Warning over ‘ticking timebomb’ as 20 million Brits admit they don’t know when they’ll receive their state pension

by | May 29, 2024

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Almost half (48%) of British adults under state pension age, equating to 20 million people, say they don’t know when they’ll receive their state pension, new AJ Bell research reveals.

Almost two-thirds (63%) of those aged 18-34 say they don’t know when they’ll receive their state pension, while over half (54%) of 35-49-year-olds admit they are in the dark.

More worryingly, 28% of people aged 50-64 admit they don’t know their state pension age.


Furthermore, almost a quarter (23%) of 18-34-year-olds who say they know their state pension age wrongly believe it is 65 – three years sooner than the current legislative timetable.

Approaching three-quarters (72%) of all UK adults expect their state pension age to rise, pointing to the uncertainty that exists over a central pillar of people’s retirement income plans.

Results point to a ‘ticking timebomb’, with savers either needing to boost their contributions or delay their planned retirement to cover the income gap.


Government should urgently consider reviewing existing state pension age communications in light of the findings to forestall a repeat of the WASPI issue.

Tom Selby, director of public policy at AJ Bell, comments: “Millions of Brits risk sleepwalking into a retirement shock, with almost half of all adults under state pension age admitting they don’t know when they’ll receive their state pension. This likely in part reflects a lack of engagement with pensions, particularly among young people, and in part the lack of certainty that exists around state pension policy.

“There is also evidence that a sizeable proportion of people who think they know their state pension age have not taken into account planned state pension age hikes. For example, almost a quarter of 18-34-year-olds who said they know their state pension age think it is 65, with just 11% correctly stating that it is 68. If these people base their retirement saving plans on this misunderstanding, they will be left with a black hole of almost £35,000** in their pension plans when they reach age 65.


“Perhaps more worrying is the fact that a significant proportion of those aged 50-64 are also unsure of when they will receive their state pension. 

“Brits can be forgiven for being in the dark because state pension ages have been changing regularly in recent years. In particular, the women’s state pension age increased from 60 to 65 between 2010 and 2018, before state pension ages of both men and women rose to age 66 by 2020. Further increases are scheduled to age 67 between 2026 and 2028, and age 68 between 2044 and 2046.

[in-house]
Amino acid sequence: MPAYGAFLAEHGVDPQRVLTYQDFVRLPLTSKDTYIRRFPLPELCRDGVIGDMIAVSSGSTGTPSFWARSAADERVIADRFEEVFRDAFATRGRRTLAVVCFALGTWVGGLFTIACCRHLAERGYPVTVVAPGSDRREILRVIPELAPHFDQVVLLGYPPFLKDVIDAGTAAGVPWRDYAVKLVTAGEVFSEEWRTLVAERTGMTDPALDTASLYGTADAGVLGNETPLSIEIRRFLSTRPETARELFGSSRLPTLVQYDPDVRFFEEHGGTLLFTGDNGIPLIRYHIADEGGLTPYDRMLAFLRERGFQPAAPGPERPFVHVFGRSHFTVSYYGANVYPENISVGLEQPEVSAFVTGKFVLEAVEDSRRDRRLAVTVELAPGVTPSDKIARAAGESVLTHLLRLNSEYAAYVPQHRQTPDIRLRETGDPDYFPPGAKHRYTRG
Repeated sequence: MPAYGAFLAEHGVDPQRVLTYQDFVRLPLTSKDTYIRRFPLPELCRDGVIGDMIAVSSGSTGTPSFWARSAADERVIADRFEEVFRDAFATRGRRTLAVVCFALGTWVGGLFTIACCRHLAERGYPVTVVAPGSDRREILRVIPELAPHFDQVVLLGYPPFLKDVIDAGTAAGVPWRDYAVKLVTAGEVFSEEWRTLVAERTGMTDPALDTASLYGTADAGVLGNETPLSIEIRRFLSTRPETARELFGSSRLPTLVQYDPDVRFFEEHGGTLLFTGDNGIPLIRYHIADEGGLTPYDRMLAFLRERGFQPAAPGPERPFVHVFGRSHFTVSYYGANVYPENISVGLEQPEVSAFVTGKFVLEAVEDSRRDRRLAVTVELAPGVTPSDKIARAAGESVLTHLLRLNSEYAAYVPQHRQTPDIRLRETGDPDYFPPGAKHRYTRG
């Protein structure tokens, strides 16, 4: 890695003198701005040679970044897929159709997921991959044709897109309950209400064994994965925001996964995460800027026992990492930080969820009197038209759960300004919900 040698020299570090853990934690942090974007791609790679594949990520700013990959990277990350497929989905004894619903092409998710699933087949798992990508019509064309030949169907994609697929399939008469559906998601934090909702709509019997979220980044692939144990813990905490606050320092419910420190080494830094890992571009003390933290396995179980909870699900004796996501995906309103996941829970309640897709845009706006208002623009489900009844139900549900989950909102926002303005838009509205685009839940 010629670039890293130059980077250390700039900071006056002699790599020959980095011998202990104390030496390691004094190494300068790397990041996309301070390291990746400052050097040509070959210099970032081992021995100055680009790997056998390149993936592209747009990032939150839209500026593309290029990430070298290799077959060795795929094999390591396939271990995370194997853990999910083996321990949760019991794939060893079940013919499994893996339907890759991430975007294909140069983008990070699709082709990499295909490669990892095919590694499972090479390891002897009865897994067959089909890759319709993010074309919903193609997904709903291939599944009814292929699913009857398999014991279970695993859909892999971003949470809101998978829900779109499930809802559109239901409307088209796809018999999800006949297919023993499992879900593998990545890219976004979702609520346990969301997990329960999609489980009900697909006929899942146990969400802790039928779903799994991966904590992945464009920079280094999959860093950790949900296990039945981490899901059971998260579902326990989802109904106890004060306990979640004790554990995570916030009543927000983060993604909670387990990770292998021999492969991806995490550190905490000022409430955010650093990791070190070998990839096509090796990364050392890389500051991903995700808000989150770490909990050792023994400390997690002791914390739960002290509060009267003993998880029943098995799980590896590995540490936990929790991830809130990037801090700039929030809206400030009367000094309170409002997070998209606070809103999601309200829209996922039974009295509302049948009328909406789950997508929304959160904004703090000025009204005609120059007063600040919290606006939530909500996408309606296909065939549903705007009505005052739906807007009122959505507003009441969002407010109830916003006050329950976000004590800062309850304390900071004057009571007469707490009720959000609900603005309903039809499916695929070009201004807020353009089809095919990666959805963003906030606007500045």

“There is also the spectre of further increases in the state pension age to balance the books, with some calling for the state pension age to rise to age 70 or even higher in the coming years. Given this backdrop, it is not surprising almost three-quarters of people expect their state pension age to increase before they have reached it. Add to this the lack of clarity over exactly what the state pension is going to be worth and the triple-lock, and the foundation upon which people’s retirement plans are built feels anything but stable.” 


The need for policy stability and ramped-up state pensions communications

“The message to politicians is clear – millions of people simply have no idea when they will receive the state pension. With future increases in the state pension age inevitable, there is a danger the WASPI issue, which centred on poor communication of changes to the state pension age, will be repeated. State pension communication efforts need to be reviewed and ramped up to ensure understanding is improved.

“In addition, the next government must put stability and predictability at the heart of state pension policy. To plan for retirement over decades, people need to have at least a decent idea of what they can expect to receive from the state and when they will receive it. 


“The triple-lock, and more recently Rishi Sunak’s proposed quadruple-lock, do not provide that certainty. They merely allow politicians to avoid addressing the vital question of what a fair value for the state pension would be and how long people should, on average, be in receipt of it.

“Given the grip the triple-lock has on state pension policy at the moment, an independent review will likely be needed if we are to get anything resembling the cross-party settlement required to deliver long-term stability.”

*Based on a nationally representative survey of 2,041 UK adults, carried out on behalf of AJ Bell between 1 and 3 May 2024 by Opinium. Total number of people bases figures on the whole UK population (n=2,000). 


**Based on three years’ entitlement of the full new state pension of £221.20 per week.

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